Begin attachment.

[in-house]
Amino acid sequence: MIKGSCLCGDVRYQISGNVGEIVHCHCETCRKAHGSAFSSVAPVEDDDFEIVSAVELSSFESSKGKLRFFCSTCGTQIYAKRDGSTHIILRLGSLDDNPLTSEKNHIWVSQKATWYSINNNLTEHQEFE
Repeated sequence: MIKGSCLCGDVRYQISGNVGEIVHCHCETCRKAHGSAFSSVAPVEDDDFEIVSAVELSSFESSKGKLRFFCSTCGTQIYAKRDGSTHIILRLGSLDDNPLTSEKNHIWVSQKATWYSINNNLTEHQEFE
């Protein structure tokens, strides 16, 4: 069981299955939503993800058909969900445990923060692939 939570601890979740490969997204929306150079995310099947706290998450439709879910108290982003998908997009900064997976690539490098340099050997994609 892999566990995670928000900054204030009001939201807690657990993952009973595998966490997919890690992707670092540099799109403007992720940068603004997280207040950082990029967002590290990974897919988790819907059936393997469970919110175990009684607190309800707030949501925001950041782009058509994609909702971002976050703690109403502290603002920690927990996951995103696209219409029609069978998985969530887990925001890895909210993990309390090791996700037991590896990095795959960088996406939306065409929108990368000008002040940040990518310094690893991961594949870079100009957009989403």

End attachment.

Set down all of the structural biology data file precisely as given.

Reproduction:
[in-house]
Amino acid sequence: MIKGSCLCGDVRYQISGNVGEIVHCHCETCRKAHGSAFSSVAPVEDDDFEIVSAVELSSFESSKGKLRFFCSTCGTQIYAKRDGSTHIILRLGSLDDNPLTSEKNHIWVSQKATWYSINNNLTEHQEFE
Repeated sequence: MIKGSCLCGDVRYQISGNVGEIVHCHCETCRKAHGSAFSSVAPVEDDDFEIVSAVELSSFESSKGKLRFFCSTCGTQIYAKRDGSTHIILRLGSLDDNPLTSEKNHIWVSQKATWYSINNNLTEHQEFE
């Protein structure tokens, strides 16, 4: 069981299955939503993800058909969900445990923060692939 939570601890979740490969997204929306150079995310099947706290998450439709879910108290982003998908997009900064997976690539490098340099050997994609 892999566990995670928000900054204030009001939201807690657990993952009973595998966490997919890690992707670092540099799109403007992720940068603004997280207040950082990029967002590290990974897919988790819907059936393997469970919110175990009684607190309800707030949501925001950041782009058509994609909702971002976050703690109403502290603002920690927990996951995103696209219409029609069978998985969530887990925001890895909210993990309390090791996700037991590896990095795959960088996406939306065409929108990368000008002040940040990518310094690893991961594949870079100009957009989403």